Why Are Catholic "Ministers" Called "Priests"?
Most Christian denominations refer to their clergy as ministers. Catholic clergy are called Bishops, Priests and Deacons. Why do we call our clergy "priests?"
The role of a Catholic priest differs significantly from that of a Protestant minister. The minister's role is just that; to minister to his congregation by preaching on God's word and tending to their spiritual needs to the extent that he is able. The Catholic priest's role is to serve the role of a priest; to be a mediator between God and man and to offer sacrifice to God on our behalf.
St. Paul tells us in 1 Timothy 2:5 that Jesus is the sole mediator between mankind and God: "For there is one God. There is also one mediator between God and the human race, Christ Jesus, himself human, who gave himself as ransom for all." The Catholic priest's role as mediator is not in addition to nor in place of the role of Christ as the "one mediator between God and the human race." Rather, the priest acts "in persona Christi" - in the person of Christ. When the priest offers the sacrifice of Christ's Body and Blood to God in the Mass; it is Christ Who acts, through the priest, to offer His sacrifice to the Father.
The Mass is truly the sacrifice of Calvary re-presented to the Father. The Catholic Mass:
Every 4 seconds the offering of the Holy Sacrifice of the Mass begins somewhere in the world. Jesus, acting through Catholic priests, is offering Himself to His Father as a mediator for us for the forgiveness of our sins. It happens in Olney, Maryland every day. You are welcome to come and be present at the Sacrifice of Calvary. Follow this link for a schedule of Masses at St. Peter's Church. You are welcome to come and observe or contact us and we will arrange for someone to sit with you and quietly explain what is taking place.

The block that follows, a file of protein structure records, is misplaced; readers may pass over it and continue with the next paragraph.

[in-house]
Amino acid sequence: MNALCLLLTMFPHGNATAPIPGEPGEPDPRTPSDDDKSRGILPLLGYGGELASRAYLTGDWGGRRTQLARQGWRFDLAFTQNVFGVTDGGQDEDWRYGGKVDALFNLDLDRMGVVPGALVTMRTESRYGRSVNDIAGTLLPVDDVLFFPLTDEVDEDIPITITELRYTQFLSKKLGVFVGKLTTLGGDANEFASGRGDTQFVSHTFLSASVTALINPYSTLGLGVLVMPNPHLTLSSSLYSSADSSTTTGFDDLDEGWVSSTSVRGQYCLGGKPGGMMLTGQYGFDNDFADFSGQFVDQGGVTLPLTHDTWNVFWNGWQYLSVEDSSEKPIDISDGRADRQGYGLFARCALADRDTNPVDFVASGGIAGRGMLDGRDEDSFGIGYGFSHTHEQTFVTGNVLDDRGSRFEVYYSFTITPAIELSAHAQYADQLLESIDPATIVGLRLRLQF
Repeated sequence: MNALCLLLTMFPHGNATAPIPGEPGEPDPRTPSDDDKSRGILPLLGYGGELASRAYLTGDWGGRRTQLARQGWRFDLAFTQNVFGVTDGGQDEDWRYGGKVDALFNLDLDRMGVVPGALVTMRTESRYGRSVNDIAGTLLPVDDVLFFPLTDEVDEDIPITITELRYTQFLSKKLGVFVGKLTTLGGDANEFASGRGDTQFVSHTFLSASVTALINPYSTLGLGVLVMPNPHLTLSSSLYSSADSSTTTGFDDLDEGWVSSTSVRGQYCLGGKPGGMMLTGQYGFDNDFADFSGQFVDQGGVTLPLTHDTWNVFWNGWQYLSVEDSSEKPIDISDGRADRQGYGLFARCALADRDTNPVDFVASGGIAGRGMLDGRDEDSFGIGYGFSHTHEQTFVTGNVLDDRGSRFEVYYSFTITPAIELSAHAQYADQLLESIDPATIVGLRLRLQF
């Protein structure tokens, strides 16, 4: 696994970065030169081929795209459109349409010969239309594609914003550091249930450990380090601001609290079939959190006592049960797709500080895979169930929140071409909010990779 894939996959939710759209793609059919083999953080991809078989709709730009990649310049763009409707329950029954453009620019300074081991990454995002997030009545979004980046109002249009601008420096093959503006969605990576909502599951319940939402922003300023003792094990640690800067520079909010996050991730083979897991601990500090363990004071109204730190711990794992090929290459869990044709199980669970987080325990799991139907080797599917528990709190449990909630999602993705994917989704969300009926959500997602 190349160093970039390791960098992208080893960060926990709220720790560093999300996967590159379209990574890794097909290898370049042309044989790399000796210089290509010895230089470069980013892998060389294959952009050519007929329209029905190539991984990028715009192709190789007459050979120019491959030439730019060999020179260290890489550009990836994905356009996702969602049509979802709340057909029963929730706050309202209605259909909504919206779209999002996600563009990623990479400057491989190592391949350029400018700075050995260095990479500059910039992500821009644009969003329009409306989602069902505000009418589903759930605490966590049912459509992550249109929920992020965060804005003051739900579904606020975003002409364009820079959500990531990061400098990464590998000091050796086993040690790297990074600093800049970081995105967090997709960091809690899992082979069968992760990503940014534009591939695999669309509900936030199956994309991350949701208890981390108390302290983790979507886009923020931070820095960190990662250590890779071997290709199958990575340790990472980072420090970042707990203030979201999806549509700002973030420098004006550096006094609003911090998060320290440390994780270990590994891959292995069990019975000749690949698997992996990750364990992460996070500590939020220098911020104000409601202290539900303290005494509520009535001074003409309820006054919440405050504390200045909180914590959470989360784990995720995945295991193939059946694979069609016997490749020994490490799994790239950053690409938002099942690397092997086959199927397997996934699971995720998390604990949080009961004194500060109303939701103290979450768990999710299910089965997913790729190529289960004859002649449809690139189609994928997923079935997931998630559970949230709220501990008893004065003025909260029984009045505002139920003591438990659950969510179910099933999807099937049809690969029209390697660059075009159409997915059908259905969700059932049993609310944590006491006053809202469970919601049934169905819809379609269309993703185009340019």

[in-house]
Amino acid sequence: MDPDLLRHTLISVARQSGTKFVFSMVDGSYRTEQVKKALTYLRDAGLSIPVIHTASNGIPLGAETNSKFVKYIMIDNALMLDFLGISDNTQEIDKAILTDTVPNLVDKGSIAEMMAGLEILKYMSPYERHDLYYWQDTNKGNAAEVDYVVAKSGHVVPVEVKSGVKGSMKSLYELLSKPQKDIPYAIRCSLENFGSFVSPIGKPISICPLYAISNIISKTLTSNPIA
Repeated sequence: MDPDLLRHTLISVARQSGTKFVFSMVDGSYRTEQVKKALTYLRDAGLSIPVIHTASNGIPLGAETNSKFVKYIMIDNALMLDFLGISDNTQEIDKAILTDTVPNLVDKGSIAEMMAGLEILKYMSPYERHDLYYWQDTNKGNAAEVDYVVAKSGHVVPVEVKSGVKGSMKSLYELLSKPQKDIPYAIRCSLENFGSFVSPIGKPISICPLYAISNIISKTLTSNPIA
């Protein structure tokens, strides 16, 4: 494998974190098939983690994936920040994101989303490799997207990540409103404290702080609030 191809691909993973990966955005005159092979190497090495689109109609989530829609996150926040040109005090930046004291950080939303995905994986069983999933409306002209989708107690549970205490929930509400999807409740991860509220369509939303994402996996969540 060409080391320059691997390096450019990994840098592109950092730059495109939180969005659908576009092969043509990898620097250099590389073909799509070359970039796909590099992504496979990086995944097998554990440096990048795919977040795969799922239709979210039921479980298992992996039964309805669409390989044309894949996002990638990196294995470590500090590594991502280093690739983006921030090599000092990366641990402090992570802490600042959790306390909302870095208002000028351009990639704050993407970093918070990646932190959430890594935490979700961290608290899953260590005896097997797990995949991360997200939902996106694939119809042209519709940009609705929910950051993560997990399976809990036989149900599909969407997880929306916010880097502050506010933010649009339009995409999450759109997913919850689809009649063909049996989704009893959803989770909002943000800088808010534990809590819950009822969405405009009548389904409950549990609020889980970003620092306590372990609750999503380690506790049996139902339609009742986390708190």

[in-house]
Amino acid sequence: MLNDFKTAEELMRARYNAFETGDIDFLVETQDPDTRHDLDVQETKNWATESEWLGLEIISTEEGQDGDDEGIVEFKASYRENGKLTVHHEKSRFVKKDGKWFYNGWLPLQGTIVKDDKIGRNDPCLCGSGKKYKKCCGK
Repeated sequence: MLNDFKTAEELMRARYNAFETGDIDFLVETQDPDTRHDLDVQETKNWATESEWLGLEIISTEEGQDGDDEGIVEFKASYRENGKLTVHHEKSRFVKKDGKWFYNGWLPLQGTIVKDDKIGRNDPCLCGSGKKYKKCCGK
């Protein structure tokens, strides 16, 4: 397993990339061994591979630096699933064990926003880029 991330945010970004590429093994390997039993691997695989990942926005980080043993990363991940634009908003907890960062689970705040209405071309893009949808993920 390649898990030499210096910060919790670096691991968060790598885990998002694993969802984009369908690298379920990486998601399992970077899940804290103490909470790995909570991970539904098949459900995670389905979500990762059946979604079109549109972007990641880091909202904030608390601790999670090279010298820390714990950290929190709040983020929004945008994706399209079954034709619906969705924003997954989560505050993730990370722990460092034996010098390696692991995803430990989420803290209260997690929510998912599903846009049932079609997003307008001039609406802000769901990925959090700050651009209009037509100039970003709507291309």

- Is not a separate sacrifice - Jesus does not die again; "27 He has no need, as did the high priests, to offer sacrifice day after day, first for his own sins and then for those of the people; he did that once for all when he offered himself." [Hebrews 7:27]
- Fulfills the prophesy in Malachi 1:11: "For from the rising of the sun, even to its setting, my name is great among the nations; And everywhere they bring sacrifice to my name, and a pure offering; For great is my name among the nations, says the LORD of hosts."
- Is the sacrifice of Calvary made present: Commenting around AD 180 on the prophesy of Malachi, St. Ireaneas wrote, "[Malachi is]-indicating in the plainest manner, by these words, that the former people [the Jews] shall indeed cease to make offerings to God, but that in every place sacrifice shall be offered to Him, and that a pure one; and His name is glorified among the Gentiles." Since the faith of the gentiles comes after the Sacrifice of Calvary and because Christ offered Himself "once for all," this prophecy only makes sense in the context of the Catholic Mass.